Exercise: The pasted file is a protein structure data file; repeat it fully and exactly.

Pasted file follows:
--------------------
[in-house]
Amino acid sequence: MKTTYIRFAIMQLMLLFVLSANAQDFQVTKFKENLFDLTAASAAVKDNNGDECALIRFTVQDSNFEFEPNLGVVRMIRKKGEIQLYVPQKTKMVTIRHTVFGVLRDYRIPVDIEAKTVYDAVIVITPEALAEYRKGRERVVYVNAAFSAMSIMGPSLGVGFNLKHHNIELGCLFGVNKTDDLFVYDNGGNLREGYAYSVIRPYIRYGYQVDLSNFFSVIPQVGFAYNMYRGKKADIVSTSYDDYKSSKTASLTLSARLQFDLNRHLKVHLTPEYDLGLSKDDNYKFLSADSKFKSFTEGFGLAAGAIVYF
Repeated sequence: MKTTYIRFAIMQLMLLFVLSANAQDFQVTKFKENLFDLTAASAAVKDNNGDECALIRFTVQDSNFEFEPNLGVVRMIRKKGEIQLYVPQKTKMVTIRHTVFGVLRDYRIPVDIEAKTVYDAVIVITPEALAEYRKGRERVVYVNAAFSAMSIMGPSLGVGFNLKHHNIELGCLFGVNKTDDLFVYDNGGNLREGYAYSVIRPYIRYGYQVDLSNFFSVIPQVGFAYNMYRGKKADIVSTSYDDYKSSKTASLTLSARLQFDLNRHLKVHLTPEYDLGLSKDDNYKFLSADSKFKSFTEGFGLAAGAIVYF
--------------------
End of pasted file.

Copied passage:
[in-house]
Amino acid sequence: MKTTYIRFAIMQLMLLFVLSANAQDFQVTKFKENLFDLTAASAAVKDNNGDECALIRFTVQDSNFEFEPNLGVVRMIRKKGEIQLYVPQKTKMVTIRHTVFGVLRDYRIPVDIEAKTVYDAVIVITPEALAEYRKGRERVVYVNAAFSAMSIMGPSLGVGFNLKHHNIELGCLFGVNKTDDLFVYDNGGNLREGYAYSVIRPYIRYGYQVDLSNFFSVIPQVGFAYNMYRGKKADIVSTSYDDYKSSKTASLTLSARLQFDLNRHLKVHLTPEYDLGLSKDDNYKFLSADSKFKSFTEGFGLAAGAIVYF
Repeated sequence: MKTTYIRFAIMQLMLLFVLSANAQDFQVTKFKENLFDLTAASAAVKDNNGDECALIRFTVQDSNFEFEPNLGVVRMIRKKGEIQLYVPQKTKMVTIRHTVFGVLRDYRIPVDIEAKTVYDAVIVITPEALAEYRKGRERVVYVNAAFSAMSIMGPSLGVGFNLKHHNIELGCLFGVNKTDDLFVYDNGGNLREGYAYSVIRPYIRYGYQVDLSNFFSVIPQVGFAYNMYRGKKADIVSTSYDDYKSSKTASLTLSARLQFDLNRHLKVHLTPEYDLGLSKDDNYKFLSADSKFKSFTEGFGLAAGAIVYF